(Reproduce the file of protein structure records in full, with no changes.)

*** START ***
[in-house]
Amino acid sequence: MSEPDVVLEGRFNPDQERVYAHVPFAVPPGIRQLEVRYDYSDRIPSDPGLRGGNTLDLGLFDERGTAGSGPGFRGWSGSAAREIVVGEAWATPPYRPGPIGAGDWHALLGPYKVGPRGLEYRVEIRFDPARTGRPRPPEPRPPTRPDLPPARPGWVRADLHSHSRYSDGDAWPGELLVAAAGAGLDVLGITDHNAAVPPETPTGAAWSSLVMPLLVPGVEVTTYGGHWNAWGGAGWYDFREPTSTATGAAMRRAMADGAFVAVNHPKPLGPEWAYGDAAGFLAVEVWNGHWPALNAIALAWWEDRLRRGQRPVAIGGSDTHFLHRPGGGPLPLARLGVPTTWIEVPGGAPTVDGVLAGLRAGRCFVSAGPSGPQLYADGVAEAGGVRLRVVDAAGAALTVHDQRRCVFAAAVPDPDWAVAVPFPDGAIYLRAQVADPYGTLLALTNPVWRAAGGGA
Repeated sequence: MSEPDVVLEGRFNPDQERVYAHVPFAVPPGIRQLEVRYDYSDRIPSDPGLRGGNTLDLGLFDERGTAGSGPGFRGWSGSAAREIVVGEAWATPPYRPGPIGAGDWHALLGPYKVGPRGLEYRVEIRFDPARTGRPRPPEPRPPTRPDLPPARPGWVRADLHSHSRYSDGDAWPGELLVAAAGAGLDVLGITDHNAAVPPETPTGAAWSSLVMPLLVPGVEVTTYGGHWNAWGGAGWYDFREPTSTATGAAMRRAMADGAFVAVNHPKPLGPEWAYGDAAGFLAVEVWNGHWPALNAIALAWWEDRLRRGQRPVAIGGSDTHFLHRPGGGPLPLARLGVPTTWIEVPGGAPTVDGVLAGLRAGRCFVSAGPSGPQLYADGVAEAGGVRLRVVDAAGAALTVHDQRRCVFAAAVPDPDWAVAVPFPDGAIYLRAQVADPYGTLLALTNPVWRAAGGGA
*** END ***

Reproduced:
[in-house]
Amino acid sequence: MSEPDVVLEGRFNPDQERVYAHVPFAVPPGIRQLEVRYDYSDRIPSDPGLRGGNTLDLGLFDERGTAGSGPGFRGWSGSAAREIVVGEAWATPPYRPGPIGAGDWHALLGPYKVGPRGLEYRVEIRFDPARTGRPRPPEPRPPTRPDLPPARPGWVRADLHSHSRYSDGDAWPGELLVAAAGAGLDVLGITDHNAAVPPETPTGAAWSSLVMPLLVPGVEVTTYGGHWNAWGGAGWYDFREPTSTATGAAMRRAMADGAFVAVNHPKPLGPEWAYGDAAGFLAVEVWNGHWPALNAIALAWWEDRLRRGQRPVAIGGSDTHFLHRPGGGPLPLARLGVPTTWIEVPGGAPTVDGVLAGLRAGRCFVSAGPSGPQLYADGVAEAGGVRLRVVDAAGAALTVHDQRRCVFAAAVPDPDWAVAVPFPDGAIYLRAQVADPYGTLLALTNPVWRAAGGGA
Repeated sequence: MSEPDVVLEGRFNPDQERVYAHVPFAVPPGIRQLEVRYDYSDRIPSDPGLRGGNTLDLGLFDERGTAGSGPGFRGWSGSAAREIVVGEAWATPPYRPGPIGAGDWHALLGPYKVGPRGLEYRVEIRFDPARTGRPRPPEPRPPTRPDLPPARPGWVRADLHSHSRYSDGDAWPGELLVAAAGAGLDVLGITDHNAAVPPETPTGAAWSSLVMPLLVPGVEVTTYGGHWNAWGGAGWYDFREPTSTATGAAMRRAMADGAFVAVNHPKPLGPEWAYGDAAGFLAVEVWNGHWPALNAIALAWWEDRLRRGQRPVAIGGSDTHFLHRPGGGPLPLARLGVPTTWIEVPGGAPTVDGVLAGLRAGRCFVSAGPSGPQLYADGVAEAGGVRLRVVDAAGAALTVHDQRRCVFAAAVPDPDWAVAVPFPDGAIYLRAQVADPYGTLLALTNPVWRAAGGGA